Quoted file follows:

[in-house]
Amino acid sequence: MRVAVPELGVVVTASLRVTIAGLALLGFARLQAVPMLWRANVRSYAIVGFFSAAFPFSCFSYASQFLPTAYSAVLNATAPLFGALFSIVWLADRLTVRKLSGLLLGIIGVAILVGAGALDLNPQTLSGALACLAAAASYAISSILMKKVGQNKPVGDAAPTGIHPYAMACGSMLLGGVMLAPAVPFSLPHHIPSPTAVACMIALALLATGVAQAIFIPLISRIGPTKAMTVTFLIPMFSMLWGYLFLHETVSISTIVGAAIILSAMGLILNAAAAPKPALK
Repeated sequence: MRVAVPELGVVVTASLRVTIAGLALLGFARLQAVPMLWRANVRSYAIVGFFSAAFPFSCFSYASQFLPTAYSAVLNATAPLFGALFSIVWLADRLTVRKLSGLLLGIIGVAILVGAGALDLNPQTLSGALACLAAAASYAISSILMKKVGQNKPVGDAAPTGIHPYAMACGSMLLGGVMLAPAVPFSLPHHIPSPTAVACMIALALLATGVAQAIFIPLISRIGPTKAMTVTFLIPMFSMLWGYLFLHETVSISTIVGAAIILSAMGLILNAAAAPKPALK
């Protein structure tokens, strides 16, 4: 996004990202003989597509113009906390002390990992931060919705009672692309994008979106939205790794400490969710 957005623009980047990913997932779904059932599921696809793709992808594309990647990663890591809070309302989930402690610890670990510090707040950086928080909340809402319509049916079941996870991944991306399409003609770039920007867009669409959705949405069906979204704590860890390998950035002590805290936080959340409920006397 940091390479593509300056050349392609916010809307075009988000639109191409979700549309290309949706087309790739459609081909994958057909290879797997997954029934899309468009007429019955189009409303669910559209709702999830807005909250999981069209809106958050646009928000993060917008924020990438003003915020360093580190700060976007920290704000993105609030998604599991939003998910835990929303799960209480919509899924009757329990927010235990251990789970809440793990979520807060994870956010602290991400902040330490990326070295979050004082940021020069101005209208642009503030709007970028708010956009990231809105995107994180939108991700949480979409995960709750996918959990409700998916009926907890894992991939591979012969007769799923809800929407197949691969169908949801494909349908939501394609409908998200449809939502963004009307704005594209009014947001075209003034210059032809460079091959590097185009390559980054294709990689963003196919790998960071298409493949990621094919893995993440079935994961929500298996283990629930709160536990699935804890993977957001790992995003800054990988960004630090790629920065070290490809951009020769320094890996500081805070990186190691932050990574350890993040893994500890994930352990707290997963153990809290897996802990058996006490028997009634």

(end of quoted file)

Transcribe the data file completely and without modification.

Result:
[in-house]
Amino acid sequence: MRVAVPELGVVVTASLRVTIAGLALLGFARLQAVPMLWRANVRSYAIVGFFSAAFPFSCFSYASQFLPTAYSAVLNATAPLFGALFSIVWLADRLTVRKLSGLLLGIIGVAILVGAGALDLNPQTLSGALACLAAAASYAISSILMKKVGQNKPVGDAAPTGIHPYAMACGSMLLGGVMLAPAVPFSLPHHIPSPTAVACMIALALLATGVAQAIFIPLISRIGPTKAMTVTFLIPMFSMLWGYLFLHETVSISTIVGAAIILSAMGLILNAAAAPKPALK
Repeated sequence: MRVAVPELGVVVTASLRVTIAGLALLGFARLQAVPMLWRANVRSYAIVGFFSAAFPFSCFSYASQFLPTAYSAVLNATAPLFGALFSIVWLADRLTVRKLSGLLLGIIGVAILVGAGALDLNPQTLSGALACLAAAASYAISSILMKKVGQNKPVGDAAPTGIHPYAMACGSMLLGGVMLAPAVPFSLPHHIPSPTAVACMIALALLATGVAQAIFIPLISRIGPTKAMTVTFLIPMFSMLWGYLFLHETVSISTIVGAAIILSAMGLILNAAAAPKPALK
């Protein structure tokens, strides 16, 4: 996004990202003989597509113009906390002390990992931060919705009672692309994008979106939205790794400490969710 957005623009980047990913997932779904059932599921696809793709992808594309990647990663890591809070309302989930402690610890670990510090707040950086928080909340809402319509049916079941996870991944991306399409003609770039920007867009669409959705949405069906979204704590860890390998950035002590805290936080959340409920006397 940091390479593509300056050349392609916010809307075009988000639109191409979700549309290309949706087309790739459609081909994958057909290879797997997954029934899309468009007429019955189009409303669910559209709702999830807005909250999981069209809106958050646009928000993060917008924020990438003003915020360093580190700060976007920290704000993105609030998604599991939003998910835990929303799960209480919509899924009757329990927010235990251990789970809440793990979520807060994870956010602290991400902040330490990326070295979050004082940021020069101005209208642009503030709007970028708010956009990231809105995107994180939108991700949480979409995960709750996918959990409700998916009926907890894992991939591979012969007769799923809800929407197949691969169908949801494909349908939501394609409908998200449809939502963004009307704005594209009014947001075209003034210059032809460079091959590097185009390559980054294709990689963003196919790998960071298409493949990621094919893995993440079935994961929500298996283990629930709160536990699935804890993977957001790992995003800054990988960004630090790629920065070290490809951009020769320094890996500081805070990186190691932050990574350890993040893994500890994930352990707290997963153990809290897996802990058996006490028997009634």